Water Hub Blog

Briefing: Clean Water And Climate Preparedness in the Great Lakes

A Zoom screenshot featuring panelists from the Great Lakes Media briefing

The Great Lakes is often described as a climate refuge because of its ample fresh water, but its cities have some of the country’s oldest public plumbing. From lead pipes supplying water to homes and schools to stormwater systems that spill sewage during heavy rains, the region’s aging water infrastructure is in desperate need of an update, especially communities that have historically been disinvested. Fortunately, the Bipartisan Infrastructure Law is sending billions of dollars to Great Lakes states to fund clean water and climate readiness, with a directive to invest 40% in areas that are under-resourced and overburdened by pollution.

The Water Hub invited four local experts for the first of two regional media briefings to update us on where those funds are flowing, and what’s needed to help Great Lakes communities tackle long-standing flooding and pollution problems while creating local jobs. Below, we share highlights from our conversation. You can watch the full video below, and read the transcript here. 

Andrian Lee, BCM Environmental & Land Law:

“The Bipartisan Infrastructure Law authorized the EPA to administer a historic $30 billion for drinking water infrastructure projects through the drinking water SRF over the following 5 years. And to put that into context: from 2017 to 2021, Congress authorized about $1 billion dollars each year for drinking water infrastructure projects. So $30 billion is just a huge amount.”

“Just in the Great Lakes alone, we have a huge funding gap of over $100 billion to improve our water infrastructure. We need to be creative in coming up with solutions and making sure that funding gets to the communities that need it.” 

“The way that states define disadvantaged communities is essential to how this money [from the Bipartisan Infrastructure Law] essentially is going to get distributed to communities to replace their lead service lines, which disproportionately affects communities of color.”

Richard Diaz, BlueGreen Alliance:

“The proposed [Lead and Copper] Rule is a ray of hope. It improves critical aspects of the existing Lead and Copper Rule, including requiring most public lead service lines to be replaced within 10 years… But the final rule can go even further by including additional equity considerations such as full lead service line replacement located on the private side of properties, and addressing the proper disposal of lead lines.”

“An analysis by the BlueGreen Alliance found that $15 billion allocated for repairing and replacing lead lines would create over 200,000 jobs across 10 years. And within our coalition,  these are not just numbers. These are real jobs for steel workers to manufacture pipes and for plumbers and pipefitters to install those pipes and replace lines.”

“While 2021 was a year that the nation made its greatest investment in water infrastructure through the Bipartisan Infrastructure Law, 2023 was the year that utilities have requested the most amount of money they’ve ever requested from state agencies to replace lead pipes.”

Palencia Mobley, Environmental Policy Innovation Center: 

“Right now, you’re seeing that who typically gets the [State Revolving Funds] money, they’re getting the money. [We’re] trying to get the folks who’ve never applied, who don’t even understand what it is, but they got projects and help navigate that process for them.”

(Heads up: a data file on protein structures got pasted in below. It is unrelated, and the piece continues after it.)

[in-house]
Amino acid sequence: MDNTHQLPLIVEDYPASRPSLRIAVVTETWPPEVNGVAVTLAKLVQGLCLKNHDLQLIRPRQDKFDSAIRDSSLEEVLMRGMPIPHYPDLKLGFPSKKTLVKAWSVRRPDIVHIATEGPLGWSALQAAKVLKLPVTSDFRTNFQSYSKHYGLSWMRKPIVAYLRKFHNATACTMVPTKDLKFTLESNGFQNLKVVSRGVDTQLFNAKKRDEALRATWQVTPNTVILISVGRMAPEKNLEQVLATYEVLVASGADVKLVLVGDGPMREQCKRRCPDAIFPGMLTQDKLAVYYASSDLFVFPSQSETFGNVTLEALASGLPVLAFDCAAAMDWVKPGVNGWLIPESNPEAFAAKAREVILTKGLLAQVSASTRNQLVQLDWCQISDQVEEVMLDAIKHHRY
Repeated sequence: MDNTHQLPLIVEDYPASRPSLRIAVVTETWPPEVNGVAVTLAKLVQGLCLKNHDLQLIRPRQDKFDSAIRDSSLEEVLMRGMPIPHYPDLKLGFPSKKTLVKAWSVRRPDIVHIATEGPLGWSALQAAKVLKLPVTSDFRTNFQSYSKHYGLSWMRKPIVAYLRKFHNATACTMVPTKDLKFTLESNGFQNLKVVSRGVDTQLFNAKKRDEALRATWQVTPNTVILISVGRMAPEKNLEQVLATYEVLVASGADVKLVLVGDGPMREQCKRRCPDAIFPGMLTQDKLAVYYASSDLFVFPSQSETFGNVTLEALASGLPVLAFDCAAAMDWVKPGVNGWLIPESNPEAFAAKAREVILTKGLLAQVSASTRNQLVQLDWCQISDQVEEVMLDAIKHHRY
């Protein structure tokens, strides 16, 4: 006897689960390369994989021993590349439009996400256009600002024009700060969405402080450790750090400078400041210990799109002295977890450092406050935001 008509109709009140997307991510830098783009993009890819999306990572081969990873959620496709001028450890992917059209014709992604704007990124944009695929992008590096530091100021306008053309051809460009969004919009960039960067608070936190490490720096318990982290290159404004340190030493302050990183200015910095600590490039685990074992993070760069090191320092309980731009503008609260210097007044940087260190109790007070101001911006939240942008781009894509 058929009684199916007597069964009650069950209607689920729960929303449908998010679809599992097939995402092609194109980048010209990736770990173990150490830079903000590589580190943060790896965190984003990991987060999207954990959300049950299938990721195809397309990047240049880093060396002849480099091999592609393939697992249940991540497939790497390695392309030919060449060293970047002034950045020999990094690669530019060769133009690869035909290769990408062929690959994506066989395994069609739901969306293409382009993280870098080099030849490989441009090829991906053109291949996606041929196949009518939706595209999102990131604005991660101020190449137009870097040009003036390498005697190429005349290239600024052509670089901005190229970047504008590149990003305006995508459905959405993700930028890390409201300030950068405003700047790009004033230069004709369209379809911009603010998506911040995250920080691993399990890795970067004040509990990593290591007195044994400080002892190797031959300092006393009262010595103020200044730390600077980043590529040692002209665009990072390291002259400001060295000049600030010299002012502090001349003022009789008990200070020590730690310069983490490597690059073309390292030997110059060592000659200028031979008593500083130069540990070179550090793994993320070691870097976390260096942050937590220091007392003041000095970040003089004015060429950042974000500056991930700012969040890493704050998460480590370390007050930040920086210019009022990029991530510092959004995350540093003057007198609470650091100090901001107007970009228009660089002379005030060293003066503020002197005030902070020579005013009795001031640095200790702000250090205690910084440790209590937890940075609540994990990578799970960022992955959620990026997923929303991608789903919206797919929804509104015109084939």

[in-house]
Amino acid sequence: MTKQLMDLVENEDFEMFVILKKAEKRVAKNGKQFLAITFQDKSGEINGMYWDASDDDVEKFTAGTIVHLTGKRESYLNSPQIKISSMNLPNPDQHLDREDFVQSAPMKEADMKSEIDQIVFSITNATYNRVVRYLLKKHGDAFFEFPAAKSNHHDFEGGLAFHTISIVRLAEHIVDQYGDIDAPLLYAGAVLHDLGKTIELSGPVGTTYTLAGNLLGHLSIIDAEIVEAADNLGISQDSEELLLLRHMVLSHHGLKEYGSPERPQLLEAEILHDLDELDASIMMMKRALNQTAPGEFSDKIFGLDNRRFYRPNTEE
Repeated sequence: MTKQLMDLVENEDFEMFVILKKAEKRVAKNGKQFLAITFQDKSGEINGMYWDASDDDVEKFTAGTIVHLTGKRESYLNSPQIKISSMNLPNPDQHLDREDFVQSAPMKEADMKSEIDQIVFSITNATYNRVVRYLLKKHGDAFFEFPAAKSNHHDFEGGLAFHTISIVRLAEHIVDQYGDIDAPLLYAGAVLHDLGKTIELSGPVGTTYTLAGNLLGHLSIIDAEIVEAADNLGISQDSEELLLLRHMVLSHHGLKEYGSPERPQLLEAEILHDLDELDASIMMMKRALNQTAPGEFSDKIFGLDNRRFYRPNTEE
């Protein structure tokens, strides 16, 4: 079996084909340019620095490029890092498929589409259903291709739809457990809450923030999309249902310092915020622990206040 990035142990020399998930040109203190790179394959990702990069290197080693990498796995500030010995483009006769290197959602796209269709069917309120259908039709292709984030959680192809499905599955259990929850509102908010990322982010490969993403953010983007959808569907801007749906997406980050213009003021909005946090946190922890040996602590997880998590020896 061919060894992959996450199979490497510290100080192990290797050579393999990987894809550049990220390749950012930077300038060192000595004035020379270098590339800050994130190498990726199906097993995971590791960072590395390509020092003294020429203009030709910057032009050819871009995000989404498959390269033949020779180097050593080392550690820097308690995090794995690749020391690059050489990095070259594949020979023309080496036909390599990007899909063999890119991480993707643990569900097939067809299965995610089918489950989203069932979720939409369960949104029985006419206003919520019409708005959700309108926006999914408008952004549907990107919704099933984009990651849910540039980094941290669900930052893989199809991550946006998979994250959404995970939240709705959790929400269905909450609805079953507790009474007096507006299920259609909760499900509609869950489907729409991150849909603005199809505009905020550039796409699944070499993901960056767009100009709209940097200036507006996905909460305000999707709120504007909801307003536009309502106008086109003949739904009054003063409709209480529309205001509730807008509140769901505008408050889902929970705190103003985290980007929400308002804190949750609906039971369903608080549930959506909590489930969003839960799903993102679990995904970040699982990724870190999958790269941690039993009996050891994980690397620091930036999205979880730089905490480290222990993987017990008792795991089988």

“We all know climate change is driving a lot of this… I was the person who could say, Hey, we shouldn’t build another thing that’s impervious. How many more buildings do we need? How many more houses do we need? Because the more we begin to encroach upon natural systems that already exist, we continue to erode at the foundational systems that really will support life and activity.”

“But there is one big thing that we never talk about with utility and public sector jobs: they don’t pay. So, even though the barrier oftentimes to entry is small. You just need to have a GED or diploma, and a drivers license a lot of times because there’ll be vehicles you need to drive… but the pay is a barrier to entry.”

Crystal Davis, Alliance for the Great Lakes: 

“We are super grateful for the Bipartisan Infrastructure Law and the significant historic funding that’s going to this issue. But it’s really important to remember that this is a down payment on a really big deal… We talk a lot about water infrastructure because we’re at a point where our water treatment systems, our lead service lines, our pipelines are way beyond their useful life span.”

“We know that the Federal government share of capital spending and the water sector fell from 69% in 1977 to 9% of the total capital spending in 2017. And so you know, we need to leverage the federal investment that we have right now, with state and local investment.  All of that to say that because there’s going to be a gap, somebody has to fill it, and we know that we cannot afford for that to fall on the backs of ratepayers that are already struggling to make ends meet.”

“Authentic community engagement starts at the ideation stage. It’s not gonna be enough for us to try to bring community to the table at the end of these conversations and ask, was that good? It’s gonna be imperative that we start to have conversations with the people that have been under-resourced, under-valued, under-invested right now.”

What’s next?

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